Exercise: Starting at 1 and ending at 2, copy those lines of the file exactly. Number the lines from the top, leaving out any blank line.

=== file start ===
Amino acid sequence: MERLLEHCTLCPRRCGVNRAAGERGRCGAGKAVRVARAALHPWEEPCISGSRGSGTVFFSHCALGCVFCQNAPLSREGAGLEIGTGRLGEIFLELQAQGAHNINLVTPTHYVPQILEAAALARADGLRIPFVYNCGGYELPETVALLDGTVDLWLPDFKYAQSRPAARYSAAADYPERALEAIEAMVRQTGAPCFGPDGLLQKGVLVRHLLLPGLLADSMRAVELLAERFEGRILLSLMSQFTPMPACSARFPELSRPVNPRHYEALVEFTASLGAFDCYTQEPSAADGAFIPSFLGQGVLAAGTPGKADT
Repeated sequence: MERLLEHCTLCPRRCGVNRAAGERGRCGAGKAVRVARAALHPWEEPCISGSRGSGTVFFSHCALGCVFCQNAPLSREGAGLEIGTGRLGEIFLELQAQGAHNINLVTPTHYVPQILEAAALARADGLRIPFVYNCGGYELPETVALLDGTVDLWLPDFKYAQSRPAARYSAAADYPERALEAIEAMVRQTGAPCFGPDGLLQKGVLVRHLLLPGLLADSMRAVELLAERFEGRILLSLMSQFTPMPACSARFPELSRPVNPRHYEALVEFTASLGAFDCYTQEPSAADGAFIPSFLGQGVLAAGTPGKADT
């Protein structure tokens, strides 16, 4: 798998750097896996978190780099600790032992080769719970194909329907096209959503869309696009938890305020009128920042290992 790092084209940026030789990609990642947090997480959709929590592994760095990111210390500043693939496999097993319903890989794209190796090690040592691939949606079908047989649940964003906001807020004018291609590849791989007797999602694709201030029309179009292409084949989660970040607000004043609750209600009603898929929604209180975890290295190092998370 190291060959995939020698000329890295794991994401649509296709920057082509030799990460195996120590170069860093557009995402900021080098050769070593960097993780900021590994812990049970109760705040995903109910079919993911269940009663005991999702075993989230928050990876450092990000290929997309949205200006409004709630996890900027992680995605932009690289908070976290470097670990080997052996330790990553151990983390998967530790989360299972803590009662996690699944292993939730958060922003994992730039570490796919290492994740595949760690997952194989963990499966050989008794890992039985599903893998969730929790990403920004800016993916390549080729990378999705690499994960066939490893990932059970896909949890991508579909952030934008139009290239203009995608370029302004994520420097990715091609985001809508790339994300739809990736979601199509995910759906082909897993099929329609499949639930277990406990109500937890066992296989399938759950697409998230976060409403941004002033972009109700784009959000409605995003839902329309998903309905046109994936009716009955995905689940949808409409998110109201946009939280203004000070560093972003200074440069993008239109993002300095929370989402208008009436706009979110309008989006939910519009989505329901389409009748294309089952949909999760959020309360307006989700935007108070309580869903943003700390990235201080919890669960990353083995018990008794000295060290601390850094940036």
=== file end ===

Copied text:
Amino acid sequence: MERLLEHCTLCPRRCGVNRAAGERGRCGAGKAVRVARAALHPWEEPCISGSRGSGTVFFSHCALGCVFCQNAPLSREGAGLEIGTGRLGEIFLELQAQGAHNINLVTPTHYVPQILEAAALARADGLRIPFVYNCGGYELPETVALLDGTVDLWLPDFKYAQSRPAARYSAAADYPERALEAIEAMVRQTGAPCFGPDGLLQKGVLVRHLLLPGLLADSMRAVELLAERFEGRILLSLMSQFTPMPACSARFPELSRPVNPRHYEALVEFTASLGAFDCYTQEPSAADGAFIPSFLGQGVLAAGTPGKADT
Repeated sequence: MERLLEHCTLCPRRCGVNRAAGERGRCGAGKAVRVARAALHPWEEPCISGSRGSGTVFFSHCALGCVFCQNAPLSREGAGLEIGTGRLGEIFLELQAQGAHNINLVTPTHYVPQILEAAALARADGLRIPFVYNCGGYELPETVALLDGTVDLWLPDFKYAQSRPAARYSAAADYPERALEAIEAMVRQTGAPCFGPDGLLQKGVLVRHLLLPGLLADSMRAVELLAERFEGRILLSLMSQFTPMPACSARFPELSRPVNPRHYEALVEFTASLGAFDCYTQEPSAADGAFIPSFLGQGVLAAGTPGKADT